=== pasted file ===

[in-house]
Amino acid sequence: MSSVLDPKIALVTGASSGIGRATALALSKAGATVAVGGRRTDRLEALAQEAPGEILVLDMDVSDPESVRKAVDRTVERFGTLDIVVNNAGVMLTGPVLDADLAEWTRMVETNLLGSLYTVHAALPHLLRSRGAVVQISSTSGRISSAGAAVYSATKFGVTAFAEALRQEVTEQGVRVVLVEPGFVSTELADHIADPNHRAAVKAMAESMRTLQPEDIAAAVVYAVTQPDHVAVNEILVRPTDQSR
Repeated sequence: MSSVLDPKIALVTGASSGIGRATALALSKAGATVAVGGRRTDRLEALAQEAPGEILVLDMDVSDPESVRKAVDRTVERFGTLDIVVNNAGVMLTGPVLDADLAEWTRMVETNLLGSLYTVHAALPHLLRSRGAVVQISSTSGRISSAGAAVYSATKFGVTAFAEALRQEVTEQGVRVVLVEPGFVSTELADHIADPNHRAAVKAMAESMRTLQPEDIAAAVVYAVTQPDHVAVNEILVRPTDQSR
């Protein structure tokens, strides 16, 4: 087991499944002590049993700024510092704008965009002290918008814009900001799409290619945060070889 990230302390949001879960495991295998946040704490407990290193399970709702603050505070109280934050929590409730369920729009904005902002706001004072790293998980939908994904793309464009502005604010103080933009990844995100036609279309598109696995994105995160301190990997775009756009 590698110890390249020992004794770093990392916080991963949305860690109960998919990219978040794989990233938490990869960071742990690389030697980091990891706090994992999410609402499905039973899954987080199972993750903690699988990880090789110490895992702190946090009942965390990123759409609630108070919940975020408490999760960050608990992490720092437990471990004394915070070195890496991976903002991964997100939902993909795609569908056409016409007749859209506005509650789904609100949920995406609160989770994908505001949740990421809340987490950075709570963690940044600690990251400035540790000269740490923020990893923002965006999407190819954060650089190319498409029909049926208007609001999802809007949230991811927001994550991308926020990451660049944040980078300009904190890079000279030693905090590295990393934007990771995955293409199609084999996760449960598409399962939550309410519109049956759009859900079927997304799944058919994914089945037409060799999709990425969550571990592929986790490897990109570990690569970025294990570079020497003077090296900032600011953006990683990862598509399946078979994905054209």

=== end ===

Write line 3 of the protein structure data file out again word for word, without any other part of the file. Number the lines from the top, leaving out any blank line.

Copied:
Repeated sequence: MSSVLDPKIALVTGASSGIGRATALALSKAGATVAVGGRRTDRLEALAQEAPGEILVLDMDVSDPESVRKAVDRTVERFGTLDIVVNNAGVMLTGPVLDADLAEWTRMVETNLLGSLYTVHAALPHLLRSRGAVVQISSTSGRISSAGAAVYSATKFGVTAFAEALRQEVTEQGVRVVLVEPGFVSTELADHIADPNHRAAVKAMAESMRTLQPEDIAAAVVYAVTQPDHVAVNEILVRPTDQSR